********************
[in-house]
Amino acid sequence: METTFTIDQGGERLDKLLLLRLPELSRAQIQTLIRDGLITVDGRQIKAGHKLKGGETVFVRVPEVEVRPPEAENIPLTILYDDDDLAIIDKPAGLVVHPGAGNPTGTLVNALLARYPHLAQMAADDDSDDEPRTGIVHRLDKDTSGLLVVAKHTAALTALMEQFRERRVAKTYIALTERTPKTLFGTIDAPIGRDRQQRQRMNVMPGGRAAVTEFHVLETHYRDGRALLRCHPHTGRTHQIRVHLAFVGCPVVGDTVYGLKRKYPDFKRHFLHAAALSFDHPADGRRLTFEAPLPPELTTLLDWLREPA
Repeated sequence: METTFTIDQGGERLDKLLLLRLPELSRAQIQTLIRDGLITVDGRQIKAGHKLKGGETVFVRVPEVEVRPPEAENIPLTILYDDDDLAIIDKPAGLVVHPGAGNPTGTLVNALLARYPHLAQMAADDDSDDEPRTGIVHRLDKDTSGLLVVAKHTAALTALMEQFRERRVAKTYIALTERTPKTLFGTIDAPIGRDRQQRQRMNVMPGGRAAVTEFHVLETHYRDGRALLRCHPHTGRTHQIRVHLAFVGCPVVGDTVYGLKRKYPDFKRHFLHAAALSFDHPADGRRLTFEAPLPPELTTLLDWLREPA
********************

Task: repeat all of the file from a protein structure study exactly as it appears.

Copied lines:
[in-house]
Amino acid sequence: METTFTIDQGGERLDKLLLLRLPELSRAQIQTLIRDGLITVDGRQIKAGHKLKGGETVFVRVPEVEVRPPEAENIPLTILYDDDDLAIIDKPAGLVVHPGAGNPTGTLVNALLARYPHLAQMAADDDSDDEPRTGIVHRLDKDTSGLLVVAKHTAALTALMEQFRERRVAKTYIALTERTPKTLFGTIDAPIGRDRQQRQRMNVMPGGRAAVTEFHVLETHYRDGRALLRCHPHTGRTHQIRVHLAFVGCPVVGDTVYGLKRKYPDFKRHFLHAAALSFDHPADGRRLTFEAPLPPELTTLLDWLREPA
Repeated sequence: METTFTIDQGGERLDKLLLLRLPELSRAQIQTLIRDGLITVDGRQIKAGHKLKGGETVFVRVPEVEVRPPEAENIPLTILYDDDDLAIIDKPAGLVVHPGAGNPTGTLVNALLARYPHLAQMAADDDSDDEPRTGIVHRLDKDTSGLLVVAKHTAALTALMEQFRERRVAKTYIALTERTPKTLFGTIDAPIGRDRQQRQRMNVMPGGRAAVTEFHVLETHYRDGRALLRCHPHTGRTHQIRVHLAFVGCPVVGDTVYGLKRKYPDFKRHFLHAAALSFDHPADGRRLTFEAPLPPELTTLLDWLREPA